Dubbed as the “Great Dying,” a million-year-long volcanic eruption caused a massive extinction 250 million years ago, in the Permian-Triassic, way before the dinosaurs. Also known as the Permian-Triassic Extinction Event, the eruption depleted the ozone layer considerably and killed the life on Earth almost entirely.
The scientists believe that this one million-year-long volcanic eruption, sometimes referred to as the “Siberian Flood Basalts,” caused the extinction of about 96 percent of the marine life and 70 percent or the terrestrial animals. Now, a recent study concludes that the “Great Dyings” event also caused the ozone layer to deplete.
“The scale of this extinction was so incredible that scientists have often wondered what made the Siberian Flood Basalts so much more deadly than other similar eruptions,” said Michael Broadley, the study’s leading author. “We concluded that the large reservoir of halogens that was stored in the Siberian lithosphere was sent into the earth’s atmosphere during the volcanic explosion, effectively destroying the ozone layer at the time and contributing to the mass extinction,” the researcher added.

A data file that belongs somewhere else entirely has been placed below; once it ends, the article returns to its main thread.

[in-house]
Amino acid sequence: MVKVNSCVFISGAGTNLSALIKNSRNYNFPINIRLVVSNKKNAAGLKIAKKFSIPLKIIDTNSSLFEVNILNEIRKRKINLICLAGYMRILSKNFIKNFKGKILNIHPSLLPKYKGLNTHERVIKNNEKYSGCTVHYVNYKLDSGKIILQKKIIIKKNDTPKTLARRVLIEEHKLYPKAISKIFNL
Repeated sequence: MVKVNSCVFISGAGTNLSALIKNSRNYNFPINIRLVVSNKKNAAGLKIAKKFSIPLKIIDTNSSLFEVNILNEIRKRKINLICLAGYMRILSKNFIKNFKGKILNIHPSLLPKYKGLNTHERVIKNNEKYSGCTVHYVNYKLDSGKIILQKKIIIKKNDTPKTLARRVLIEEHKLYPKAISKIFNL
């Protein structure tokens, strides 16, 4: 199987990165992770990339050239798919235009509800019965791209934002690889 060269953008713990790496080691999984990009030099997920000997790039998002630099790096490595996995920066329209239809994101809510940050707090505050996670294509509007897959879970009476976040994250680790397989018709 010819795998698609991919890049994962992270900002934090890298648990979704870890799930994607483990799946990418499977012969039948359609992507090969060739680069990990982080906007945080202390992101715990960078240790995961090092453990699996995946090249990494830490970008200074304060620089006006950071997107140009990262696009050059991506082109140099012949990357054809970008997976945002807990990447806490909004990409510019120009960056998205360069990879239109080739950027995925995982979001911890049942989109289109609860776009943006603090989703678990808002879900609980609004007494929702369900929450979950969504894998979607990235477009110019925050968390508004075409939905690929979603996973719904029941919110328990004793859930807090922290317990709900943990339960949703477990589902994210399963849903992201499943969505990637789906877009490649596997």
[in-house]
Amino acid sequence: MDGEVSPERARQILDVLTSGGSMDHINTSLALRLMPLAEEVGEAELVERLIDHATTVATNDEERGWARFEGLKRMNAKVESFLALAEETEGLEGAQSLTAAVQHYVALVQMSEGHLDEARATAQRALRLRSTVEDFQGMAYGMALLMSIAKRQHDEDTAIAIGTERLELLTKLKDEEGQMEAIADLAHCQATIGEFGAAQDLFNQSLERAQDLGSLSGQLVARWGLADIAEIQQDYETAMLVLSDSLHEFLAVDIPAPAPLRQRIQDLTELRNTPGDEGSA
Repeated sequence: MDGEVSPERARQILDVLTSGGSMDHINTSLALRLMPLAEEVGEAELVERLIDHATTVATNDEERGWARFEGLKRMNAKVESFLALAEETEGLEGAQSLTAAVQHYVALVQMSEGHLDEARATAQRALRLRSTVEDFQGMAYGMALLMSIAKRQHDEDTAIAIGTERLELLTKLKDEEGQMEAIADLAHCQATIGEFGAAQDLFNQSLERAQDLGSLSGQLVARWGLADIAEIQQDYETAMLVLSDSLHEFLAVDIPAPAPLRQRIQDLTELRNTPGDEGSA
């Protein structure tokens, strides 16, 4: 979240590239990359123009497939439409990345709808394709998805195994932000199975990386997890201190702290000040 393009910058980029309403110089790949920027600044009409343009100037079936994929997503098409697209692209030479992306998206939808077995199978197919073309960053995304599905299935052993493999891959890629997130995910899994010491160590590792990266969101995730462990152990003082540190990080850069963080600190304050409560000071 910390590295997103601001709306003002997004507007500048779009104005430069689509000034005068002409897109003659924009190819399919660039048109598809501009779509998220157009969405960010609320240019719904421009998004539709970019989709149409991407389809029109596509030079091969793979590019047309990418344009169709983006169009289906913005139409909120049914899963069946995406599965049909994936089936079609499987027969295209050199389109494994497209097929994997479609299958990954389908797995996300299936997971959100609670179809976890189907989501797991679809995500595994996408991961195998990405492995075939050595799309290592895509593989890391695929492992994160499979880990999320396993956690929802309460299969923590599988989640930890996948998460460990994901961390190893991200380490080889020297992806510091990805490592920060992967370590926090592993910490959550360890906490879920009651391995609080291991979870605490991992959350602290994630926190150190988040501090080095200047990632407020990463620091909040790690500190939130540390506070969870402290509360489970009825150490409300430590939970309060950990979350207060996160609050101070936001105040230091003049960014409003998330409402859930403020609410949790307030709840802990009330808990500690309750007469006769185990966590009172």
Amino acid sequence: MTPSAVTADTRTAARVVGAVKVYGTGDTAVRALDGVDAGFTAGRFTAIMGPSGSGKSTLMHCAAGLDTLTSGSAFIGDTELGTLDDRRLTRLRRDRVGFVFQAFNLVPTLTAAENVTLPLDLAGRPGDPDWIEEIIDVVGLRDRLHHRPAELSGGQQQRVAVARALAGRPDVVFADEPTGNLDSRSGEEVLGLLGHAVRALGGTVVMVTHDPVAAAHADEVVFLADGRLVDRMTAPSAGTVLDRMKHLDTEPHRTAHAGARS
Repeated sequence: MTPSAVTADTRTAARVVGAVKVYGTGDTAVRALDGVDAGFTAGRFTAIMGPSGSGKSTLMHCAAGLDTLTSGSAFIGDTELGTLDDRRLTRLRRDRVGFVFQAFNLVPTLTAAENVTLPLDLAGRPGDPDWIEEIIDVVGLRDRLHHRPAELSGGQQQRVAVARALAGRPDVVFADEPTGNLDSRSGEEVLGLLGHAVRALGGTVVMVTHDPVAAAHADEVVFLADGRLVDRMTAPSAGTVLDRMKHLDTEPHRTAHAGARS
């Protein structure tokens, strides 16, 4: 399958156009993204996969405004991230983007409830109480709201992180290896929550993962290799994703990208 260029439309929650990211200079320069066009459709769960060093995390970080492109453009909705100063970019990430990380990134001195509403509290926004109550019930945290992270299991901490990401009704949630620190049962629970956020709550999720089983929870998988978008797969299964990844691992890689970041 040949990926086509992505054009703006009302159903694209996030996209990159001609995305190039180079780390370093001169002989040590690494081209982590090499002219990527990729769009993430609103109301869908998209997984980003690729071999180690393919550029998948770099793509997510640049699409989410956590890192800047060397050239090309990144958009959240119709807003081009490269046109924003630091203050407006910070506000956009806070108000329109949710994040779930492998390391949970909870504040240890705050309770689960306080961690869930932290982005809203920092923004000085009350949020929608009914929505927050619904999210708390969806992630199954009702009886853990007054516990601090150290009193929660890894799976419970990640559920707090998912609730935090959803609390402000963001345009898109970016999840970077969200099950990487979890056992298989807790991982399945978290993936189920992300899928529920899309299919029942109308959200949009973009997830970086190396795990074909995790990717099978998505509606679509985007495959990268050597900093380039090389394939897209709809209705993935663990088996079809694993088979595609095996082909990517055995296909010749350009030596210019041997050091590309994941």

The one million-year-long volcanic eruption extinction event killed the life on Earth and depleted the ozone layer 250 million years ago
Before dinosaurs ruled the Earth, many other marine creatures and land animals live on our planet 250 million years ago in the Permian-Triassic period. However, these creatures faced the most significant extinction event known to us so far, the so-called “Great Dying” or “Siberian Flood Basalts.”
This event, triggered by a million-year-long volcanic eruption, killed the marine life almost entirely, while only 70% of the terrestrial creatures died. Besides, the volcanic eruption caused the ozone layer to deplete, permitting the solar radiations to reach the surface of the Earth causing more damage.
This one-million-year-long volcanic eruption emitted chlorine, bromine, and iodine into the Earth’s atmosphere, practically destroying the ozone layer and killing almost all the living creatures on the planet, to such an extent that it took about 10 million years for life on Earth to recover.
Jasmine holds a Master’s in Journalism from Ryerson University in Toronto and writes professionally in a broad variety of genres. She has worked as a senior manager in public relations and communications for major telecommunication companies, and is the former Deputy Director for Media Relations with the Modern Coalition. Jasmine writes primarily in our LGBTTQQIAAP and Science section.